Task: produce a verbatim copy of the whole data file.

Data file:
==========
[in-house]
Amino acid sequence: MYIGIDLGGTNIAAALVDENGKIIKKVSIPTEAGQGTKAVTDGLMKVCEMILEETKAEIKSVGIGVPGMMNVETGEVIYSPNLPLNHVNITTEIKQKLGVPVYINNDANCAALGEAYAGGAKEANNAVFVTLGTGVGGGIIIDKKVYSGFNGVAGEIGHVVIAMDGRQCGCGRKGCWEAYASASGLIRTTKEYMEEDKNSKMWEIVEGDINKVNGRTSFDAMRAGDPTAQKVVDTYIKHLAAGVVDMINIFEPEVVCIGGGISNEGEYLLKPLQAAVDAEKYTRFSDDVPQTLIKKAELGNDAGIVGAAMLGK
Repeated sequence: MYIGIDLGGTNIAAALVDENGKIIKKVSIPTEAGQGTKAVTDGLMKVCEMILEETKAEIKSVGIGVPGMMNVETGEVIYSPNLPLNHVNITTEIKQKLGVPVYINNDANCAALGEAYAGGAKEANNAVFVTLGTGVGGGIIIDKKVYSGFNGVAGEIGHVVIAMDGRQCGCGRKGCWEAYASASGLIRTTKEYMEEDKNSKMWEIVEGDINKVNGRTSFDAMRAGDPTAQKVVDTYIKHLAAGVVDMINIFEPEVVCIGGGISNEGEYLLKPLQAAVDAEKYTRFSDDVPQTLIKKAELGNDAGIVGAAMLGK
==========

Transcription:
[in-house]
Amino acid sequence: MYIGIDLGGTNIAAALVDENGKIIKKVSIPTEAGQGTKAVTDGLMKVCEMILEETKAEIKSVGIGVPGMMNVETGEVIYSPNLPLNHVNITTEIKQKLGVPVYINNDANCAALGEAYAGGAKEANNAVFVTLGTGVGGGIIIDKKVYSGFNGVAGEIGHVVIAMDGRQCGCGRKGCWEAYASASGLIRTTKEYMEEDKNSKMWEIVEGDINKVNGRTSFDAMRAGDPTAQKVVDTYIKHLAAGVVDMINIFEPEVVCIGGGISNEGEYLLKPLQAAVDAEKYTRFSDDVPQTLIKKAELGNDAGIVGAAMLGK
Repeated sequence: MYIGIDLGGTNIAAALVDENGKIIKKVSIPTEAGQGTKAVTDGLMKVCEMILEETKAEIKSVGIGVPGMMNVETGEVIYSPNLPLNHVNITTEIKQKLGVPVYINNDANCAALGEAYAGGAKEANNAVFVTLGTGVGGGIIIDKKVYSGFNGVAGEIGHVVIAMDGRQCGCGRKGCWEAYASASGLIRTTKEYMEEDKNSKMWEIVEGDINKVNGRTSFDAMRAGDPTAQKVVDTYIKHLAAGVVDMINIFEPEVVCIGGGISNEGEYLLKPLQAAVDAEKYTRFSDDVPQTLIKKAELGNDAGIVGAAMLGK